Ling, G. V., Franti, C. E., Johnson, D. L., & Ruby, A. L. (1998). Urolithiasis in dogs. IV: Survey of interrelations among breed, mineral composition, and anatomic location of calculi, and presence of urinary tract infection. American Journal of Veterinary Research, 59(5), 650-60.
Ling GV, et al. Urolithiasis in Dogs. IV: Survey of Interrelations Among Breed, Mineral Composition, and Anatomic Location of Calculi, and Presence of Urinary Tract Infection. Am J Vet Res. 1998;59(5):650-60. PubMed PMID: 9582971.
* Article titles in AMA citation format should be in sentence-case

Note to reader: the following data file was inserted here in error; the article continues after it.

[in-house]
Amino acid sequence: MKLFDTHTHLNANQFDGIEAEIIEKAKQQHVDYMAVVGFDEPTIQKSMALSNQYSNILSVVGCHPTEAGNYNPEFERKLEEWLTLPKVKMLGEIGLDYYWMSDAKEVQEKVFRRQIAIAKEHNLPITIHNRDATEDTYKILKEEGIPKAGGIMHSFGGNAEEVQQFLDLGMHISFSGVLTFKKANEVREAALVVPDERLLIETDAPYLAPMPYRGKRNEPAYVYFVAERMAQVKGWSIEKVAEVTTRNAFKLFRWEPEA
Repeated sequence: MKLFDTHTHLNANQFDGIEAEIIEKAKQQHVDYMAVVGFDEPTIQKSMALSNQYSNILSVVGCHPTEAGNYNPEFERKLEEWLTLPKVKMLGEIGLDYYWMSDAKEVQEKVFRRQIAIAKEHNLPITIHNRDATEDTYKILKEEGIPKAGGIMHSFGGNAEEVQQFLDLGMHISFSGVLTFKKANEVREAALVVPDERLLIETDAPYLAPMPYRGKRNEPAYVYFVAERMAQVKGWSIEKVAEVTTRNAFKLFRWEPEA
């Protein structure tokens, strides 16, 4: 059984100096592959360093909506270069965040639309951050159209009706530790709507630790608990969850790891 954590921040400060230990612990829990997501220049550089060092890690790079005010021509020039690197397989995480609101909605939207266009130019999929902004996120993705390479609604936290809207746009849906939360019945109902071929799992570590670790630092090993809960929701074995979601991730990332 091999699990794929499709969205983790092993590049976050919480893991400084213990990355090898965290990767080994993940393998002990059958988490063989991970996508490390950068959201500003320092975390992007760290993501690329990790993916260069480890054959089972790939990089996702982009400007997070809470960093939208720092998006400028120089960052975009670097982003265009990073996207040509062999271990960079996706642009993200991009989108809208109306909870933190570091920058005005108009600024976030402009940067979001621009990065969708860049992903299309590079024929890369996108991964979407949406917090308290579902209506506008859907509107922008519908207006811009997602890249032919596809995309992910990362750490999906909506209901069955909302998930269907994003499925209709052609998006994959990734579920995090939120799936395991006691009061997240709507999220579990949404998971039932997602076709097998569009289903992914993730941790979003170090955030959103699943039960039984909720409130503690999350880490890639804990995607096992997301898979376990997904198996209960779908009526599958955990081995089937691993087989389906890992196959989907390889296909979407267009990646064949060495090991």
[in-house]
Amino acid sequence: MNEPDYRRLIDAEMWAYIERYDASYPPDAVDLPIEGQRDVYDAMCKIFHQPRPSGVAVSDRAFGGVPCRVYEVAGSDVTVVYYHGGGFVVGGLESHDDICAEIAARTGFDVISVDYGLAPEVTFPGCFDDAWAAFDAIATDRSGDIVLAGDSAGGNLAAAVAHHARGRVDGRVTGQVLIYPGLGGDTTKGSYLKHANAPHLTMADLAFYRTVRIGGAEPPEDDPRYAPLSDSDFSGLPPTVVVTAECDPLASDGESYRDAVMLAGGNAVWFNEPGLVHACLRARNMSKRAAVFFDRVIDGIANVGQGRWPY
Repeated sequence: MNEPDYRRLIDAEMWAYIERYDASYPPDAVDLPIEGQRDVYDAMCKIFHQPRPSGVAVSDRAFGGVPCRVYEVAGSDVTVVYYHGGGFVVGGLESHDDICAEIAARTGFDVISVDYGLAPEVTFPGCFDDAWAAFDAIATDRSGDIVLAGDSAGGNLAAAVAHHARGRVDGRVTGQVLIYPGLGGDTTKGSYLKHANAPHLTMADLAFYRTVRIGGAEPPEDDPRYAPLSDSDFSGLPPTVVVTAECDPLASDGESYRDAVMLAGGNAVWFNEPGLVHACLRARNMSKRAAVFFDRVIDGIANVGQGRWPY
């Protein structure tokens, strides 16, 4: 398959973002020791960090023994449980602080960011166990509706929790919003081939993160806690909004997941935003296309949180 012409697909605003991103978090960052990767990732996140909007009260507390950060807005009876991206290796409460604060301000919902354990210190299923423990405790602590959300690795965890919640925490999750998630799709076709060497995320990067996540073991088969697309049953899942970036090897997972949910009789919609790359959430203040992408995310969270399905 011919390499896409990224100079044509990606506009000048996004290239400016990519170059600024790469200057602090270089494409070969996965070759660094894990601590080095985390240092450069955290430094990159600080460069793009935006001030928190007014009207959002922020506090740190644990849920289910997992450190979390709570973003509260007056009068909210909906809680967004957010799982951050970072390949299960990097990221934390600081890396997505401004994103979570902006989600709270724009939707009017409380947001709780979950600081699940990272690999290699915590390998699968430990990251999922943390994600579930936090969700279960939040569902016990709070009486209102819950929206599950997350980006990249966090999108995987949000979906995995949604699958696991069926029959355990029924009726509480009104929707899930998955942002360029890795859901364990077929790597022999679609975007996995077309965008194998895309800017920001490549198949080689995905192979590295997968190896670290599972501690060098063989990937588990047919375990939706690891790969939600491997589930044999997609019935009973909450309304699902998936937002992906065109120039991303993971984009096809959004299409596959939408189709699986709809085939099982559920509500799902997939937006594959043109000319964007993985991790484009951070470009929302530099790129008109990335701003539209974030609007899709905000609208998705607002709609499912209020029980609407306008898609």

TY - JOUR T1 - Urolithiasis in dogs. IV: Survey of interrelations among breed, mineral composition, and anatomic location of calculi, and presence of urinary tract infection. AU - Ling,G V, AU - Franti,C E, AU - Johnson,D L, AU - Ruby,A L, PY - 1998/5/16/pubmed PY - 1998/5/16/medline PY - 1998/5/16/entrez SP - 650 EP - 60 JF - American journal of veterinary research JO - Am. J. Vet. Res. VL - 59 IS - 5 N2 - OBJECTIVE: To compile and analyze selected data from a large number of canine urinary calculus specimens that were subjected to quantitative, layer-by-layer mineral analysis. SAMPLE POPULATION: 11,000 canine urinary calculus specimens: 5,781 from female dogs, 5,215 from male dogs, and 4 from dogs of unrecorded sex. PROCEDURE: Records of the Urinary Stone Analysis Laboratory, School of Veterinary Medicine, University of California were used to compile information regarding urinary calculus specimens from dogs. Records surveyed were of all canine calculi submitted for analysis between July 1981 and January 1994. Results analyzed included those of a mixed-breed group and 26 common breeds of stone-forming dogs. Interrelations of breed, sex, and age of the affected dogs, mineral composition of the specimens, and associated urinary tract infections were analyzed statistically. RESULTS: Proportions of culture-positive specimens were significantly correlated between the sexes (r = 0.494, P = 0.008). Staphylococcus intermedius was isolated most often from either sex, ranging from 36.1% (Basset Hounds) to 67.9% (Pekingese) of cultured specimens from females and 8.7% (Chihuahuas) to 71.4% (Scottish Terriers) of specimens from males. The second most frequently isolated bacterial species, Escherichia coli, ranged from 0% in males of 2 breeds and females of 4 breeds to 25% in Cairn Terrier males and 19.4% in Basset Hound females. Streptococcus spp were the third most frequently isolated bacterial species. Significant correlations between the sexes were found for percentages of calculi located in the urinary bladder (r = 0.490, P = 0.008), and for calculi voided in the urine (r = 0.503, P = 0.006). CONCLUSIONS: Breed and sex differences in prevalence of urolithiasis- and mineral-associated bacterial infections are numerous. Staphylococcus intermedius was the most common isolate from specimens from all but 3 of 54 breed/sex groupings. For either sex, streptococcal infections were significantly related to proportions of calculi passed in the urine. SN - 0002-9645 UR - https://www.unboundmedicine.com/medline/citation/9582971/Urolithiasis_in_dogs__IV:_Survey_of_interrelations_among_breed_mineral_composition_and_anatomic_location_of_calculi_and_presence_of_urinary_tract_infection_ L2 - https://medlineplus.gov/urinarytractinfections.html DB - PRIME DP - Unbound Medicine ER -